Culture Plus: Game of Thrones’s Sexual Violence Problem

8 mins read

Editor’s note: This article was initially published in The Daily Gazette, Swarthmore’s online, daily newspaper founded in Fall 1996. As of Fall 2018, the DG has merged with The Phoenix. See the about page to read more about the DG.

Spoiler warning: this article discusses events of Game of Thrones up to and including the episode aired Sunday, 4/13/14.

Sunday night’s episode of Game of Thrones closed with a shocking death: while toasting his recent nuptials, King Joffrey Baratheon choked to death. It was a great way to kickstart the season: after the slaughter of the Starks at the Red Wedding, it was a confirmation that the good guys can (sometimes, and indirectly) win.

Joff’s death was incredibly gruesome – his eyes bulged, his face turned purple, and blood burst from his nose. The episode devoted much of its time to reminding us just how awful Joffrey was (as if we could forget). He chopped apart a priceless history book, staged a pantomime mocking murdered family members of several of his guests, and was cruel to Tyrion without provocation. But in his final moments, desperately gasping for air as his mother tried to help, he also looked like a fourteen year old kid.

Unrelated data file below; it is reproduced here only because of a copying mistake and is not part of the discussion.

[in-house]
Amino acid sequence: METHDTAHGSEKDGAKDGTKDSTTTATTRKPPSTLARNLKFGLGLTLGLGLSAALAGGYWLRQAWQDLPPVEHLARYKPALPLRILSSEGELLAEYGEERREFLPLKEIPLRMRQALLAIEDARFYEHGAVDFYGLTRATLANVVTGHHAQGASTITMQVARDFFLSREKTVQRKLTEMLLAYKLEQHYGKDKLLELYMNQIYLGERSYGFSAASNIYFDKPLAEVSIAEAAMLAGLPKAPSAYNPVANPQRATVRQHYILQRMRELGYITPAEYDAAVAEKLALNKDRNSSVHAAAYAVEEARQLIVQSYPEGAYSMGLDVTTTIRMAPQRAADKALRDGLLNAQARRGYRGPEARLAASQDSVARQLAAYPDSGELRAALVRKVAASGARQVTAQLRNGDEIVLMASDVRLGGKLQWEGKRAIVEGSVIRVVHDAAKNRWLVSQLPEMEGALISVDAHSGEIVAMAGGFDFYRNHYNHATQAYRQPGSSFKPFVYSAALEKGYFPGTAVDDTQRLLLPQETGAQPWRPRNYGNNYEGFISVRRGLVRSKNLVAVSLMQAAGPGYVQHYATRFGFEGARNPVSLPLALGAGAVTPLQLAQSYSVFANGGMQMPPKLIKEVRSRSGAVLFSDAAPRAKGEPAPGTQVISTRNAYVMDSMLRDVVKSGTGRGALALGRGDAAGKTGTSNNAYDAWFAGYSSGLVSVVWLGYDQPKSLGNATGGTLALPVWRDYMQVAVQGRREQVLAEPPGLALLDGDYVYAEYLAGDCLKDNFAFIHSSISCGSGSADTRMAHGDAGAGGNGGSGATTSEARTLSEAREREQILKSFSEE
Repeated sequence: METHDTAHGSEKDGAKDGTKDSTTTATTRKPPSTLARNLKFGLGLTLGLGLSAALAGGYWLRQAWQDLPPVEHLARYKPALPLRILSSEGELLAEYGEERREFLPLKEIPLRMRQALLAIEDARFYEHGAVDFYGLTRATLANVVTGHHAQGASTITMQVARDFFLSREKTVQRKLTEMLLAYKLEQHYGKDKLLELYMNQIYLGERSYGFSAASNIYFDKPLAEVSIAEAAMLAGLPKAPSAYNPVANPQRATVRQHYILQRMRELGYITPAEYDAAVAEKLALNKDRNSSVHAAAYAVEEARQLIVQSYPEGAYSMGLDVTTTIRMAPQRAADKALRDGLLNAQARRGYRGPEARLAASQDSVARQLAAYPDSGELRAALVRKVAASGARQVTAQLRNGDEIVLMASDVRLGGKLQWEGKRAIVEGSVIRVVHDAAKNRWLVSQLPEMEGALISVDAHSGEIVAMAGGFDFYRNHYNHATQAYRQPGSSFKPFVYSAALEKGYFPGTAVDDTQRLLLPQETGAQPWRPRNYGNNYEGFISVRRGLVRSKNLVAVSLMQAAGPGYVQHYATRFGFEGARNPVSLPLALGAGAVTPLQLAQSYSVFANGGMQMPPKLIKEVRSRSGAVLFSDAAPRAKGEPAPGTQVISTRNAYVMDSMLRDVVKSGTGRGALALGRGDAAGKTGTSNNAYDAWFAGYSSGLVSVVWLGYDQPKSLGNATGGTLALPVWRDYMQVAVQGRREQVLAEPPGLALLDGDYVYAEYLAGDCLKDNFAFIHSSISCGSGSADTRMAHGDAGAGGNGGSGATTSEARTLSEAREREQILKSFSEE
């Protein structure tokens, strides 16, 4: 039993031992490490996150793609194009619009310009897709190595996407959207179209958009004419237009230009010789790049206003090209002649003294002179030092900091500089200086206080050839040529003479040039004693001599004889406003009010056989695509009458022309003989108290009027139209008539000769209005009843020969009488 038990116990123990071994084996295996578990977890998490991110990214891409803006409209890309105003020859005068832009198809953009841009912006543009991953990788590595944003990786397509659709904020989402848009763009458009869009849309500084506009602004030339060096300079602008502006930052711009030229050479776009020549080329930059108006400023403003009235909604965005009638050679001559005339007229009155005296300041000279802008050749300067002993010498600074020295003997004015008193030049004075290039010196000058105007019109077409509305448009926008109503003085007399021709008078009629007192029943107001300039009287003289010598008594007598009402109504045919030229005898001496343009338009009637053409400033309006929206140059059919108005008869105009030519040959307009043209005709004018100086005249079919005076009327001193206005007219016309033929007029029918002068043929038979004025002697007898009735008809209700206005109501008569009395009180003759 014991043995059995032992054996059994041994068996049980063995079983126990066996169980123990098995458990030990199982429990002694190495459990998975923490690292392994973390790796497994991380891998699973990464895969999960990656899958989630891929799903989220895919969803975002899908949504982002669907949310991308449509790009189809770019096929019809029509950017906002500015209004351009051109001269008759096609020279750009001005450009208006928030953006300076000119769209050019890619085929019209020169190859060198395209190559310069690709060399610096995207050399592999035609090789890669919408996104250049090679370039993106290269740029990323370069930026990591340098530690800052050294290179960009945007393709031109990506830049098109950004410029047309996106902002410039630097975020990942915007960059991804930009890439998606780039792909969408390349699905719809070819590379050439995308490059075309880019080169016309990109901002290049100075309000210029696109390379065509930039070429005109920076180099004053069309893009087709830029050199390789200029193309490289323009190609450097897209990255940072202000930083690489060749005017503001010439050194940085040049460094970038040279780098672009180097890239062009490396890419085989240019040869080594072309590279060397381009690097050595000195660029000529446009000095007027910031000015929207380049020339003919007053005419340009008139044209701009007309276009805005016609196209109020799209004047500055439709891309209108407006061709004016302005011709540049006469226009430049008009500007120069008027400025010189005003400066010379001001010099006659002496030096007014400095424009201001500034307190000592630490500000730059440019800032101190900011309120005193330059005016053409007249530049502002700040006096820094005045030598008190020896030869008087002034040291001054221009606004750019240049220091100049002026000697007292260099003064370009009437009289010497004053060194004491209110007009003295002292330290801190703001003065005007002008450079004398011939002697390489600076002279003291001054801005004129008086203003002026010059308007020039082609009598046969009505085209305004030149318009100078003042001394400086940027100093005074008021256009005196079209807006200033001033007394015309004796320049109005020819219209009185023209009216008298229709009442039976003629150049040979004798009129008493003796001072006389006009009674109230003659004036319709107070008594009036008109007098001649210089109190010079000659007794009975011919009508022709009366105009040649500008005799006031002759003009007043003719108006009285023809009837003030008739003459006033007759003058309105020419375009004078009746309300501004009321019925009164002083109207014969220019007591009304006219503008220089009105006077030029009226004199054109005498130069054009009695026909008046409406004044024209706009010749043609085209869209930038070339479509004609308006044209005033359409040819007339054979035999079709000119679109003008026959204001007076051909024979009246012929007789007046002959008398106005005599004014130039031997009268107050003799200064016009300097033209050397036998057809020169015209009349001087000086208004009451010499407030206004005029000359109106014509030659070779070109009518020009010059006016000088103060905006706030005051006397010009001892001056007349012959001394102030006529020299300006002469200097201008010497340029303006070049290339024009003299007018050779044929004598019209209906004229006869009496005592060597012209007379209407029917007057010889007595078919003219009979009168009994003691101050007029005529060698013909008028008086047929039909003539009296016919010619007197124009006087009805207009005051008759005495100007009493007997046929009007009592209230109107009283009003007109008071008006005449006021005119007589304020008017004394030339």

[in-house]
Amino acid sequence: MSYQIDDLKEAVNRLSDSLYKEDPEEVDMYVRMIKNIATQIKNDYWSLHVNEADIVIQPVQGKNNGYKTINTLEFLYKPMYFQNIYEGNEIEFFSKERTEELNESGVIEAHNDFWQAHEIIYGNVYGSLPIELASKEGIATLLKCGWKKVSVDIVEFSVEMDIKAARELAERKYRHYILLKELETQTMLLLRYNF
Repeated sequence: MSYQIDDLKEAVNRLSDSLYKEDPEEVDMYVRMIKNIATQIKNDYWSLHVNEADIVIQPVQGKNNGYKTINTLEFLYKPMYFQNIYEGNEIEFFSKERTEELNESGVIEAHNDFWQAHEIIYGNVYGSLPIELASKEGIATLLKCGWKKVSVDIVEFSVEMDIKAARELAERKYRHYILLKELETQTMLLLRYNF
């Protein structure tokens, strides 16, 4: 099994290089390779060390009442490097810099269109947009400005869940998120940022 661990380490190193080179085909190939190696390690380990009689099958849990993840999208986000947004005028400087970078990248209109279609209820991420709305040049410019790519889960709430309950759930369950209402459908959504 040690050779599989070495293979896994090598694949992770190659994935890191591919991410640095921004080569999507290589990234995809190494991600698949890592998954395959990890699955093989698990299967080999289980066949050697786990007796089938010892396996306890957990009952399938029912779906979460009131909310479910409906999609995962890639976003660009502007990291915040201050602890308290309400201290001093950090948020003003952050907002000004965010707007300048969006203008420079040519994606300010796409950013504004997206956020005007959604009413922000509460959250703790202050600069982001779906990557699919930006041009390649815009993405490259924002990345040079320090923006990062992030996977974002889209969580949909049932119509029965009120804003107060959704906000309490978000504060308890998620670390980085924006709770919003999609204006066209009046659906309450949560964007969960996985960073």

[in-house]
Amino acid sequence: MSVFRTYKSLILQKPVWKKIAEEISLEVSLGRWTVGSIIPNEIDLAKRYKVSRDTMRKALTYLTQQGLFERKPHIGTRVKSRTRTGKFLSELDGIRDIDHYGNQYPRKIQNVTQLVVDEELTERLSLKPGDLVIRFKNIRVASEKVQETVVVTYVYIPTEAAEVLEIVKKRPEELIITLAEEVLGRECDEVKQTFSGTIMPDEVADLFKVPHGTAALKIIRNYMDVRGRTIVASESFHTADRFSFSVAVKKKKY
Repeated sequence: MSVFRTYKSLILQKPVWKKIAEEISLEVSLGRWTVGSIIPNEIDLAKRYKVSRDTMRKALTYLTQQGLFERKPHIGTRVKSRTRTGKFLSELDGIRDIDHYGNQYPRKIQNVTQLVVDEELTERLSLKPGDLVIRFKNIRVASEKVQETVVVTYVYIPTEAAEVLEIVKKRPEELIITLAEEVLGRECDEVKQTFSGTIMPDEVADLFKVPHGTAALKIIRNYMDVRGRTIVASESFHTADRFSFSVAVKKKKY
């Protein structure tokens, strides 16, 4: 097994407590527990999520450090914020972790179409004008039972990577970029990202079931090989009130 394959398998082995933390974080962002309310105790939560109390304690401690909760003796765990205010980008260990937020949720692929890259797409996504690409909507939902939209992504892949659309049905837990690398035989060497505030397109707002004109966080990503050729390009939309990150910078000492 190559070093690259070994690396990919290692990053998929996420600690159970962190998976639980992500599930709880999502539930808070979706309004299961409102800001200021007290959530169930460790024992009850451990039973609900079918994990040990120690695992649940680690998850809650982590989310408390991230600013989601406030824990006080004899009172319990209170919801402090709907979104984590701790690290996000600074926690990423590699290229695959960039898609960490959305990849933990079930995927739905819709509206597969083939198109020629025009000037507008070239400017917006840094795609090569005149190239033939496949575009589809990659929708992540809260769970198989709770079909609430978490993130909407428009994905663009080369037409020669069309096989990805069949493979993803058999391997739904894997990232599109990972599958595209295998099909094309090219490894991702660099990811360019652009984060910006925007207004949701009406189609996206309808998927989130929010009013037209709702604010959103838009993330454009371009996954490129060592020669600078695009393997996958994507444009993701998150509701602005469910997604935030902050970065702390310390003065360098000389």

Joffrey’s death, like Robb Stark’s before him, was well-staged and will have repercussions that reach far beyond this wedding. His death will be remembered, discussed, and avenged many times over. It will change the course of Cersei, Jaime, Tywin, Tommen, Tyrion, and Sansa’s arc.